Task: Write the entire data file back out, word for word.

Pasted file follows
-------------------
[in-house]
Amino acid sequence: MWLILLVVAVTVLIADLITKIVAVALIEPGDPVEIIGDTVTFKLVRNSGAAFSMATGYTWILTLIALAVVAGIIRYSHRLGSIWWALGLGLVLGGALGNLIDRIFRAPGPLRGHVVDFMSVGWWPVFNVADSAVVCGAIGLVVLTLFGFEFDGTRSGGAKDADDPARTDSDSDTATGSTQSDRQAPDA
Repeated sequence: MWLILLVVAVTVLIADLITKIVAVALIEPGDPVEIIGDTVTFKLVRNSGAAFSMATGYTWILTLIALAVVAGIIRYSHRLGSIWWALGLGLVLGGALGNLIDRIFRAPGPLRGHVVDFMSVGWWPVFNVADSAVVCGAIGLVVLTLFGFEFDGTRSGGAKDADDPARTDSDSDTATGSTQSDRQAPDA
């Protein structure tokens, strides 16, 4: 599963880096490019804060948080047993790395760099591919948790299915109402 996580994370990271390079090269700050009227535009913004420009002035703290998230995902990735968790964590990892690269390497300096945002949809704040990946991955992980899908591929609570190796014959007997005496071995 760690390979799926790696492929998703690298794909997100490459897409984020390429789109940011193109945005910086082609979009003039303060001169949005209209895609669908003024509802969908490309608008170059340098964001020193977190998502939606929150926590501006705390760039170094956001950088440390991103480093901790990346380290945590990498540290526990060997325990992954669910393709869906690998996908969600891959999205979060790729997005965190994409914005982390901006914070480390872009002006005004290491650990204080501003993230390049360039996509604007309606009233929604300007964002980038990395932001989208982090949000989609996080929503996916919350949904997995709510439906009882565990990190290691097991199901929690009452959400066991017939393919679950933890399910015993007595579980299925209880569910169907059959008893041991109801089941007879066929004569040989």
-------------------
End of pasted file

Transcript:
[in-house]
Amino acid sequence: MWLILLVVAVTVLIADLITKIVAVALIEPGDPVEIIGDTVTFKLVRNSGAAFSMATGYTWILTLIALAVVAGIIRYSHRLGSIWWALGLGLVLGGALGNLIDRIFRAPGPLRGHVVDFMSVGWWPVFNVADSAVVCGAIGLVVLTLFGFEFDGTRSGGAKDADDPARTDSDSDTATGSTQSDRQAPDA
Repeated sequence: MWLILLVVAVTVLIADLITKIVAVALIEPGDPVEIIGDTVTFKLVRNSGAAFSMATGYTWILTLIALAVVAGIIRYSHRLGSIWWALGLGLVLGGALGNLIDRIFRAPGPLRGHVVDFMSVGWWPVFNVADSAVVCGAIGLVVLTLFGFEFDGTRSGGAKDADDPARTDSDSDTATGSTQSDRQAPDA
């Protein structure tokens, strides 16, 4: 599963880096490019804060948080047993790395760099591919948790299915109402 996580994370990271390079090269700050009227535009913004420009002035703290998230995902990735968790964590990892690269390497300096945002949809704040990946991955992980899908591929609570190796014959007997005496071995 760690390979799926790696492929998703690298794909997100490459897409984020390429789109940011193109945005910086082609979009003039303060001169949005209209895609669908003024509802969908490309608008170059340098964001020193977190998502939606929150926590501006705390760039170094956001950088440390991103480093901790990346380290945590990498540290526990060997325990992954669910393709869906690998996908969600891959999205979060790729997005965190994409914005982390901006914070480390872009002006005004290491650990204080501003993230390049360039996509604007309606009233929604300007964002980038990395932001989208982090949000989609996080929503996916919350949904997995709510439906009882565990990190290691097991199901929690009452959400066991017939393919679950933890399910015993007595579980299925209880569910169907059959008893041991109801089941007879066929004569040989």